Adventures in New Zealand #21 - The Houses of Healing (08/07/2014)
Seeing as this post and the last are fairly linked, at least geographically and by a photo album, it seemed fitting to do this post in fairly rapid succession to the last.
I mentioned in the last post about waking up in the cold, but that was nothing compared to the morning we had - this time we woke up to frost. Everywhere. The tent was frozen, the ground was frozen, the duck were frozen, freezing mist rose off the water (which observant followers would have seen an instagram post of at the time) and one poor person left a pair of jeans our overnight.
Still it cold have been worse. A Irish gentleman in one of the vans decided it was a good idea to have a dip in the water. Can’t say I was at all convinced to follow…
Anyhow, as the morning went on we eventually defrosted and made our way back into Taupo. Our hostel for the night, the Rainbow Lodge, not much more of a walk than the previous day’s, being located right in the town centre.
Much to our surprise we were treated to luxury. Now after a frozen night in a tent any structure with a roof and bed would seem luxurious, but this hostel went that much further. Underfloor heating, en-suite shower in the dorm, the cold of the previous night was soon fading from memory - I think we had earnt our reward, and hence the title of this particular entry, The Houses of Healing, as that is what they were to us (not half bad for choosing the best value hostel I could).
The bunks were fascinating too, the undersides covered in graffiti by previous travellers - photos of some particular highlights in the album. Of particular note is a message in runes, which I of course have since translated. Curiously, at least from the sources I used, it seemed to a mix of real viking and Tolkien Dwarvish, the former obviously being inspiration for the latter, but it may all be genuine viking, using different variations - I’m not exactly an expert. (Translation in album caption)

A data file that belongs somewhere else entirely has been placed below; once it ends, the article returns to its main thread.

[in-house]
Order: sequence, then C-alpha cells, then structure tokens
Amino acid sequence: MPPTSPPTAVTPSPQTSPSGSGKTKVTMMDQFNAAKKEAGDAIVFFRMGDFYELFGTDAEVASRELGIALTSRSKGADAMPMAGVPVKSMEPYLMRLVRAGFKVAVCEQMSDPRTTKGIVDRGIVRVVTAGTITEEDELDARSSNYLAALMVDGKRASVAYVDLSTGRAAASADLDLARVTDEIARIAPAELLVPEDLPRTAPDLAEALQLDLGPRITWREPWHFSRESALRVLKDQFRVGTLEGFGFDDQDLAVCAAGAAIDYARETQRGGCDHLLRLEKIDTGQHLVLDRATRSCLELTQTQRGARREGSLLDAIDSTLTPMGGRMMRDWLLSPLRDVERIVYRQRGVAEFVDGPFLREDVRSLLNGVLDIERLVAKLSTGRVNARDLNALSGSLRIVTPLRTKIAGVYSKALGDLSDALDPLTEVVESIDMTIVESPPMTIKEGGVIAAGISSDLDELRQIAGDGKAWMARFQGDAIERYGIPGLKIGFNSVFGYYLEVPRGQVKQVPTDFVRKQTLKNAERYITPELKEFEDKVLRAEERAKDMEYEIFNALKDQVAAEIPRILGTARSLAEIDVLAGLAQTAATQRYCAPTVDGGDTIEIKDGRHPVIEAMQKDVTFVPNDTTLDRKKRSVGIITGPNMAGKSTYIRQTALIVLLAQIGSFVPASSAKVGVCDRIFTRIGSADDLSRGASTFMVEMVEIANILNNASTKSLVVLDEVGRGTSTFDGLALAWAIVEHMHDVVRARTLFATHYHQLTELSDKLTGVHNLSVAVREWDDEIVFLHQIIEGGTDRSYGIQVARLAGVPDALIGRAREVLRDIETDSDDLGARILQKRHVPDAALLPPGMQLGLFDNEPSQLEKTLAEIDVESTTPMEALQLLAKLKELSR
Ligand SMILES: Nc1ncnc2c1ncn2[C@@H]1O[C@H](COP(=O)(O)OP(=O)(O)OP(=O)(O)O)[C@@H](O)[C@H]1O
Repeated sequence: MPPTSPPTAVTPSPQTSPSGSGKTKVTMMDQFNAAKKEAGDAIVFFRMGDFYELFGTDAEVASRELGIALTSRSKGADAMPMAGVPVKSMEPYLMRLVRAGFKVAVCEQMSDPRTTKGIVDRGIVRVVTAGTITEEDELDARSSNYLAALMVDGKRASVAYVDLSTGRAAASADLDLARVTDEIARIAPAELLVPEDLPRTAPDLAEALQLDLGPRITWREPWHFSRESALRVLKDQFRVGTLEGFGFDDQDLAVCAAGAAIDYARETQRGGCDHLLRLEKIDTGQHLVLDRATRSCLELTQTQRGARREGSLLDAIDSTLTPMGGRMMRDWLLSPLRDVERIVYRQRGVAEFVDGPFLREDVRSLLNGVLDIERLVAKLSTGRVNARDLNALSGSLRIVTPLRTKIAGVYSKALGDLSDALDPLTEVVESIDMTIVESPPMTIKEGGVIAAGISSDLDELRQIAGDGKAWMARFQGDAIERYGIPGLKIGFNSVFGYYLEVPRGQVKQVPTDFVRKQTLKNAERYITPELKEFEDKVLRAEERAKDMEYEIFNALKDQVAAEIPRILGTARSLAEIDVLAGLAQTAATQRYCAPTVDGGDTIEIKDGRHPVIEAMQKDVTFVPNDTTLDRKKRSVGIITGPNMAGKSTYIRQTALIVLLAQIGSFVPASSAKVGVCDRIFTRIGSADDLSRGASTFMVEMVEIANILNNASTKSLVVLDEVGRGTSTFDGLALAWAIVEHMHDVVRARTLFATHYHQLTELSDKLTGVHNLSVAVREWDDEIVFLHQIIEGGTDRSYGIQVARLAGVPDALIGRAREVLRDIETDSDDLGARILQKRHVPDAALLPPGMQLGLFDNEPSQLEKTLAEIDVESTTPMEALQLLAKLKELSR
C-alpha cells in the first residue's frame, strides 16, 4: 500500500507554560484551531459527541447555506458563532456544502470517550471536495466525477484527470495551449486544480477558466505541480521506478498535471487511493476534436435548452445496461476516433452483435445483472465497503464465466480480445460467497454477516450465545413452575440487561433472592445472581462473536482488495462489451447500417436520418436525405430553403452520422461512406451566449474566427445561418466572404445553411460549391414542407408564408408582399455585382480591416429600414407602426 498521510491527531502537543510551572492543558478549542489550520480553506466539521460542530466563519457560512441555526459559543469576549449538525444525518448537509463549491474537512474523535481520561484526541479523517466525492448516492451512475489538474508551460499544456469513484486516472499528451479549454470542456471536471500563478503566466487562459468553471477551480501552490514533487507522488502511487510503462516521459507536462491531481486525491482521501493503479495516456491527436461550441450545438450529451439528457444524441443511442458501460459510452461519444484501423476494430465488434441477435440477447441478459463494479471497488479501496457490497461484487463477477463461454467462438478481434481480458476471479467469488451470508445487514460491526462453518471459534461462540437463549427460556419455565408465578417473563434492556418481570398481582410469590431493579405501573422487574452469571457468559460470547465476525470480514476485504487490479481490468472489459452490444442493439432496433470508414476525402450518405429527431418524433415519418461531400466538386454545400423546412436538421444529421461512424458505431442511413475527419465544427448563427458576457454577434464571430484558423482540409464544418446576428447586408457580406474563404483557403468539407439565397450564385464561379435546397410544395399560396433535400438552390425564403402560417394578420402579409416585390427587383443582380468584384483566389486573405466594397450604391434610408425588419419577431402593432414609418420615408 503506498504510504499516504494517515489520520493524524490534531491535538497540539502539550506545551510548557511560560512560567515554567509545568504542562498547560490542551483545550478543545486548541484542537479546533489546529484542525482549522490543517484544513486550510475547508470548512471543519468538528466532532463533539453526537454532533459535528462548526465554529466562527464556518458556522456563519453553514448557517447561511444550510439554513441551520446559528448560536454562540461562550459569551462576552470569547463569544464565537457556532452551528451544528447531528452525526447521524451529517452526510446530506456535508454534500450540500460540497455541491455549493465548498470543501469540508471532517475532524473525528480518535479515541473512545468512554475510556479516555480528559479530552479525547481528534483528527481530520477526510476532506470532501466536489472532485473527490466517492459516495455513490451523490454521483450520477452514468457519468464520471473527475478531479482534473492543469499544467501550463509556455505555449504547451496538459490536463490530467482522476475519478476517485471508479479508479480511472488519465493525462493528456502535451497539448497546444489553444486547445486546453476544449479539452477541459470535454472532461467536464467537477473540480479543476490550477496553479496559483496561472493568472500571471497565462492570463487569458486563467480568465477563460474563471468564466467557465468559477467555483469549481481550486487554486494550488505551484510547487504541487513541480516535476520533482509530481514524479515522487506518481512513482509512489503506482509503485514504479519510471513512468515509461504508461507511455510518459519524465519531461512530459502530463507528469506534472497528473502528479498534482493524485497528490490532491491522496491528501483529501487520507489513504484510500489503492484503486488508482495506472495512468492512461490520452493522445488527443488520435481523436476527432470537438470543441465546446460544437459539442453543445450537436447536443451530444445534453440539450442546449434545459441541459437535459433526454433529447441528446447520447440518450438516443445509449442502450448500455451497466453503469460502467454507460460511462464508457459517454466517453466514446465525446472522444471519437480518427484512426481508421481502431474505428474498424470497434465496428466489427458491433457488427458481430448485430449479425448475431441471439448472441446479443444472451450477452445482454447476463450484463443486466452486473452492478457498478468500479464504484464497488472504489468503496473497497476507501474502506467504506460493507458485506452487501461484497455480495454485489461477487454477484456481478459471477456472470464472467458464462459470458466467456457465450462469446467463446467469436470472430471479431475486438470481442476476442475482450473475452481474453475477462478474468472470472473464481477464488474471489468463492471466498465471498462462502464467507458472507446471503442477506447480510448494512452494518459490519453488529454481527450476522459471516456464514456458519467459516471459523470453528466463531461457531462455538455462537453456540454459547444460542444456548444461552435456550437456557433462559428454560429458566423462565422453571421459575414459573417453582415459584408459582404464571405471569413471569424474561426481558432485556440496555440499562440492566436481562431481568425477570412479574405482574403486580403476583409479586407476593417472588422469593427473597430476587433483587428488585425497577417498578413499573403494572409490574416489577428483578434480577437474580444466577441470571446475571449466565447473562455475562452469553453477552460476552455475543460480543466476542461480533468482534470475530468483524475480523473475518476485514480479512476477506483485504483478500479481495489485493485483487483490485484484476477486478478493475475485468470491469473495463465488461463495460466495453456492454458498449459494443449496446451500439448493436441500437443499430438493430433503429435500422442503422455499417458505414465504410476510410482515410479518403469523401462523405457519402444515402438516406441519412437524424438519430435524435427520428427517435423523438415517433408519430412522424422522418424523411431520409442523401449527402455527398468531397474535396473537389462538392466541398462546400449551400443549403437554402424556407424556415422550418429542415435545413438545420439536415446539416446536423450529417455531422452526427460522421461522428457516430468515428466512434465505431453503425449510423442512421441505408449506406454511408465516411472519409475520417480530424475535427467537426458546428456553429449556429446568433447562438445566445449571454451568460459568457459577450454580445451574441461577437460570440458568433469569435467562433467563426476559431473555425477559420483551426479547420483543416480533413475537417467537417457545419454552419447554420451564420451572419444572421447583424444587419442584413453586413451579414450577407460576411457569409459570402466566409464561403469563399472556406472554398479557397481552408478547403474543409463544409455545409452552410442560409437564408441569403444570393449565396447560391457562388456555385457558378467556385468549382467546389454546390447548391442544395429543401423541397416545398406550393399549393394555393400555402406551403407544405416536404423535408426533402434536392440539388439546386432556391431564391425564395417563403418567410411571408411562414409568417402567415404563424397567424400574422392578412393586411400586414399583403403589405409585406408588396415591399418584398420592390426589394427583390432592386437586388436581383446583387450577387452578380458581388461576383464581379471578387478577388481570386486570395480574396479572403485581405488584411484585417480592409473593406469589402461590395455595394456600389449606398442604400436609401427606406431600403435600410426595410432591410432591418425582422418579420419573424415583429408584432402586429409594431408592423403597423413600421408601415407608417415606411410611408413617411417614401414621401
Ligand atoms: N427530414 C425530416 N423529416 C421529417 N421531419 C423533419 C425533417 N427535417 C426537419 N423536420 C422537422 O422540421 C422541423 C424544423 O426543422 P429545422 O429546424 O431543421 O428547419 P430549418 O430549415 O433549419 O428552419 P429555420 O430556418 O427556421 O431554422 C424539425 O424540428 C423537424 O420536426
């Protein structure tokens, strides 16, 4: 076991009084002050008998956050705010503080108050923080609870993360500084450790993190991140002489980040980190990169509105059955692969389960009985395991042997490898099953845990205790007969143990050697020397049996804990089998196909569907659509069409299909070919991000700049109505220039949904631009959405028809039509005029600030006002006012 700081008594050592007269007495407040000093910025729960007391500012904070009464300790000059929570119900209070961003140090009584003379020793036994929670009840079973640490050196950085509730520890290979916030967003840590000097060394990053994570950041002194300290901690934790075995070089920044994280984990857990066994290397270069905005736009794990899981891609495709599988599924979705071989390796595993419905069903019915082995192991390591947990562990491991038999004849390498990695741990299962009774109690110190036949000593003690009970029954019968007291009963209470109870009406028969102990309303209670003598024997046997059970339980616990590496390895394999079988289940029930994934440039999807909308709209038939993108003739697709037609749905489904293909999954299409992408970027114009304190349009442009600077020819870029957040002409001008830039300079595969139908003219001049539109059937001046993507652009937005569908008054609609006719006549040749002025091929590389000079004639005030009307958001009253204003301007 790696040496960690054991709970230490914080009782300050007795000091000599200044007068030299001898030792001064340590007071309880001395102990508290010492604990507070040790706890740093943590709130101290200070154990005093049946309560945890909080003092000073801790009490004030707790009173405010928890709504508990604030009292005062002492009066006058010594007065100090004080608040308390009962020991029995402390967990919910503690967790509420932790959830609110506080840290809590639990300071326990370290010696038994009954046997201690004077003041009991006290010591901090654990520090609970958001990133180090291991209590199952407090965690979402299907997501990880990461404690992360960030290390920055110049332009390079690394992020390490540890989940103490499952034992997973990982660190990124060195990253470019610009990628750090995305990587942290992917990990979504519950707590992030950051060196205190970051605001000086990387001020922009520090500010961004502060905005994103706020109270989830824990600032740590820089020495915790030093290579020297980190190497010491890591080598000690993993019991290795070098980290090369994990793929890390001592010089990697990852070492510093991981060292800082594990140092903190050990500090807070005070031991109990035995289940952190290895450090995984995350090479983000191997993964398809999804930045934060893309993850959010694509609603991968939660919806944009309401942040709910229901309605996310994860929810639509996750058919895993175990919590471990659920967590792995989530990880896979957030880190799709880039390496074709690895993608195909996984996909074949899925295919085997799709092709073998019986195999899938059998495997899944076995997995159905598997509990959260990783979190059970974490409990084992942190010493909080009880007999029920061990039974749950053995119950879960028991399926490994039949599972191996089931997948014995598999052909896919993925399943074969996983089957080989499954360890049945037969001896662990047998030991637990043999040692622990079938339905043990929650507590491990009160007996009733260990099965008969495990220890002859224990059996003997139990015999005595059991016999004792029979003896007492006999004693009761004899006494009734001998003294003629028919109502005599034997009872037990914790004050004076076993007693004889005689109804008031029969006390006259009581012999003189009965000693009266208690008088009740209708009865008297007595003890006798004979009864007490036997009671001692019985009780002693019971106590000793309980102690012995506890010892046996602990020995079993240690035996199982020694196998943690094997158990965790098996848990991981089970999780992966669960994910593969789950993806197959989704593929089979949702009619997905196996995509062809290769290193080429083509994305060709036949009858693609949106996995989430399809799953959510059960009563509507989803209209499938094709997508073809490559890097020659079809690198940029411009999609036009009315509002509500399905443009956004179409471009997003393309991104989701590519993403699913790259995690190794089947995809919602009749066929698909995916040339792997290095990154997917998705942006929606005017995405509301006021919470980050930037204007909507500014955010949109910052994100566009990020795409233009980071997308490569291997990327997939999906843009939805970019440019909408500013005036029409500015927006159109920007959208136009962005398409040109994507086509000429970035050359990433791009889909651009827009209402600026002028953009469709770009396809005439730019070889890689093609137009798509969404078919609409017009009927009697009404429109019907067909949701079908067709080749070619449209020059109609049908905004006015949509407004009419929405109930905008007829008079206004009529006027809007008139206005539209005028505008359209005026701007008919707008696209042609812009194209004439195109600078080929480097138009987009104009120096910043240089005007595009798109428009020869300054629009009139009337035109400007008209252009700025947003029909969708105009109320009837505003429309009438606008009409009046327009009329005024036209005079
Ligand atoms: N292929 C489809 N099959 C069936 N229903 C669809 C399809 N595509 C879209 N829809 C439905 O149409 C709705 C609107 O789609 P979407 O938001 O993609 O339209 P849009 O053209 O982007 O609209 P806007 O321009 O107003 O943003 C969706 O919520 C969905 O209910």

Actually having most of a day in hand we spent time in Taupo itself, having a good explore of the town. While it was, again, small and functional with nothing particularly of note, Tauo definitely has a feel of personality the more northern towns and cities I’ve visited have lacked. Lake Taupo is the biggest Lake in New Zealand, having it’s own tide, and directly across it we could see the snow capped mountains that were our final destination, it was quite a sight.
In the evening, to further indulge in our relaxation, and to celebrate our temporary return to civilisation, we attended a local cinema to see How to Train your Dragon 2. I’ve not had chunky please-return-after-the-film-has-finished 3D glasses like these since Avatar, it felt a bit retro (If 2009 can count as retro). The film itself was excellent and took a surprisingly dark tone for what is primarily a kids film.
During the day we considered our options for the rest of the journey. The original plan was to have us go to a campsite further down the lake, but knowing the original supposed walking distance wasn’t going to be plausible (plus I hadn’t paid any money towards the site) it seemed a better idea to book passage by giant eagle to the small town of Turangi, much closer to the mountains and guaranteeing we’d actually reach our final destination on time.
Some quick hostel research and a phone call later I also had us a place for the night, and once more looking at the cheapest option would turn out far better than we could possibly expect…